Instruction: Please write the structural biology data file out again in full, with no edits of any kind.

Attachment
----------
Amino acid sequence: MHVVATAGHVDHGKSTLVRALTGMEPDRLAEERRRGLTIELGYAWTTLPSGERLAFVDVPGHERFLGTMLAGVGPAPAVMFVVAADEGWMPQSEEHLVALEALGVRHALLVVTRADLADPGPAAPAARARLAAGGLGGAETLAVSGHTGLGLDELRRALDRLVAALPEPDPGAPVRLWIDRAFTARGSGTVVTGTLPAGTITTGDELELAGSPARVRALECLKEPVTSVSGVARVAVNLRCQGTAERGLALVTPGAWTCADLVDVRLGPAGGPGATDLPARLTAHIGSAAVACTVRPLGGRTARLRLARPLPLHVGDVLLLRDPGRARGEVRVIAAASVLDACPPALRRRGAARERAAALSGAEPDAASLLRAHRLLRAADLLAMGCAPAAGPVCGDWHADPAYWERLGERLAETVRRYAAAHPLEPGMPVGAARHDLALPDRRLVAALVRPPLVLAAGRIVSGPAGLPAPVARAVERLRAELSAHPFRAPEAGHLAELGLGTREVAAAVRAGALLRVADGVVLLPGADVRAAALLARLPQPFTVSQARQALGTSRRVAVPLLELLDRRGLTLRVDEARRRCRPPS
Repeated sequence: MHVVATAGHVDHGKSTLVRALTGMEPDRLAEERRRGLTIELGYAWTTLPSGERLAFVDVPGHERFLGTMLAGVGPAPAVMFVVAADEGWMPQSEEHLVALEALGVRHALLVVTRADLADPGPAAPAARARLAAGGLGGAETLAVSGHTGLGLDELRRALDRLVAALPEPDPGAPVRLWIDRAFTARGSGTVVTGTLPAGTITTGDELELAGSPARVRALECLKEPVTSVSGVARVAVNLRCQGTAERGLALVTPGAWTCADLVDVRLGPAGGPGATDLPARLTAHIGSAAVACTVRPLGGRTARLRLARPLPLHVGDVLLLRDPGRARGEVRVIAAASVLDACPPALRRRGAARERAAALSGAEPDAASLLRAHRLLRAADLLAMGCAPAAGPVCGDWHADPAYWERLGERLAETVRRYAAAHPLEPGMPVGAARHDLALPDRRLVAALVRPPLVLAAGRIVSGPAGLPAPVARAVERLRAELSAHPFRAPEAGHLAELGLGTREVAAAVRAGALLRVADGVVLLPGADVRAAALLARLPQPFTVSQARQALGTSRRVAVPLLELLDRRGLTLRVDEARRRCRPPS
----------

Amino acid sequence: MHVVATAGHVDHGKSTLVRALTGMEPDRLAEERRRGLTIELGYAWTTLPSGERLAFVDVPGHERFLGTMLAGVGPAPAVMFVVAADEGWMPQSEEHLVALEALGVRHALLVVTRADLADPGPAAPAARARLAAGGLGGAETLAVSGHTGLGLDELRRALDRLVAALPEPDPGAPVRLWIDRAFTARGSGTVVTGTLPAGTITTGDELELAGSPARVRALECLKEPVTSVSGVARVAVNLRCQGTAERGLALVTPGAWTCADLVDVRLGPAGGPGATDLPARLTAHIGSAAVACTVRPLGGRTARLRLARPLPLHVGDVLLLRDPGRARGEVRVIAAASVLDACPPALRRRGAARERAAALSGAEPDAASLLRAHRLLRAADLLAMGCAPAAGPVCGDWHADPAYWERLGERLAETVRRYAAAHPLEPGMPVGAARHDLALPDRRLVAALVRPPLVLAAGRIVSGPAGLPAPVARAVERLRAELSAHPFRAPEAGHLAELGLGTREVAAAVRAGALLRVADGVVLLPGADVRAAALLARLPQPFTVSQARQALGTSRRVAVPLLELLDRRGLTLRVDEARRRCRPPS
Repeated sequence: MHVVATAGHVDHGKSTLVRALTGMEPDRLAEERRRGLTIELGYAWTTLPSGERLAFVDVPGHERFLGTMLAGVGPAPAVMFVVAADEGWMPQSEEHLVALEALGVRHALLVVTRADLADPGPAAPAARARLAAGGLGGAETLAVSGHTGLGLDELRRALDRLVAALPEPDPGAPVRLWIDRAFTARGSGTVVTGTLPAGTITTGDELELAGSPARVRALECLKEPVTSVSGVARVAVNLRCQGTAERGLALVTPGAWTCADLVDVRLGPAGGPGATDLPARLTAHIGSAAVACTVRPLGGRTARLRLARPLPLHVGDVLLLRDPGRARGEVRVIAAASVLDACPPALRRRGAARERAAALSGAEPDAASLLRAHRLLRAADLLAMGCAPAAGPVCGDWHADPAYWERLGERLAETVRRYAAAHPLEPGMPVGAARHDLALPDRRLVAALVRPPLVLAAGRIVSGPAGLPAPVARAVERLRAELSAHPFRAPEAGHLAELGLGTREVAAAVRAGALLRVADGVVLLPGADVRAAALLARLPQPFTVSQARQALGTSRRVAVPLLELLDRRGLTLRVDEARRRCRPPS